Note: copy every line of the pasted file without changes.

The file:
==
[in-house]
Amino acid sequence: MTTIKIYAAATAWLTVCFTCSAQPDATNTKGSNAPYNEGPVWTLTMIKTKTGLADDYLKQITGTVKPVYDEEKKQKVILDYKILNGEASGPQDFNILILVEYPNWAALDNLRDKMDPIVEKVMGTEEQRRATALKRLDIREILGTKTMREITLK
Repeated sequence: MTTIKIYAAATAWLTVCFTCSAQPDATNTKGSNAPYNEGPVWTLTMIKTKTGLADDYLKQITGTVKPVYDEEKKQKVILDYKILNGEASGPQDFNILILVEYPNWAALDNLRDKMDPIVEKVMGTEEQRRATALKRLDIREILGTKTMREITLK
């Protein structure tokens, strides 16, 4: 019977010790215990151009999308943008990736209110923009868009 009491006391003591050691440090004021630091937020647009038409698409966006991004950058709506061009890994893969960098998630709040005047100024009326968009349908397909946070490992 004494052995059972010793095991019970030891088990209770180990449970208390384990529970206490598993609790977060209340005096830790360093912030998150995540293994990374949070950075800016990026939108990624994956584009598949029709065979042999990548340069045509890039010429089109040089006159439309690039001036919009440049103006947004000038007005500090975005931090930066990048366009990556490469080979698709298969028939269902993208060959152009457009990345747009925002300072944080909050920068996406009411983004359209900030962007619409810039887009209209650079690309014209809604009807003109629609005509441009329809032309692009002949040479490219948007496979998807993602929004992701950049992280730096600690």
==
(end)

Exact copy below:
[in-house]
Amino acid sequence: MTTIKIYAAATAWLTVCFTCSAQPDATNTKGSNAPYNEGPVWTLTMIKTKTGLADDYLKQITGTVKPVYDEEKKQKVILDYKILNGEASGPQDFNILILVEYPNWAALDNLRDKMDPIVEKVMGTEEQRRATALKRLDIREILGTKTMREITLK
Repeated sequence: MTTIKIYAAATAWLTVCFTCSAQPDATNTKGSNAPYNEGPVWTLTMIKTKTGLADDYLKQITGTVKPVYDEEKKQKVILDYKILNGEASGPQDFNILILVEYPNWAALDNLRDKMDPIVEKVMGTEEQRRATALKRLDIREILGTKTMREITLK
């Protein structure tokens, strides 16, 4: 019977010790215990151009999308943008990736209110923009868009 009491006391003591050691440090004021630091937020647009038409698409966006991004950058709506061009890994893969960098998630709040005047100024009326968009349908397909946070490992 004494052995059972010793095991019970030891088990209770180990449970208390384990529970206490598993609790977060209340005096830790360093912030998150995540293994990374949070950075800016990026939108990624994956584009598949029709065979042999990548340069045509890039010429089109040089006159439309690039001036919009440049103006947004000038007005500090975005931090930066990048366009990556490469080979698709298969028939269902993208060959152009457009990345747009925002300072944080909050920068996406009411983004359209900030962007619409810039887009209209650079690309014209809604009807003109629609005509441009329809032309692009002949040479490219948007496979998807993602929004992701950049992280730096600690």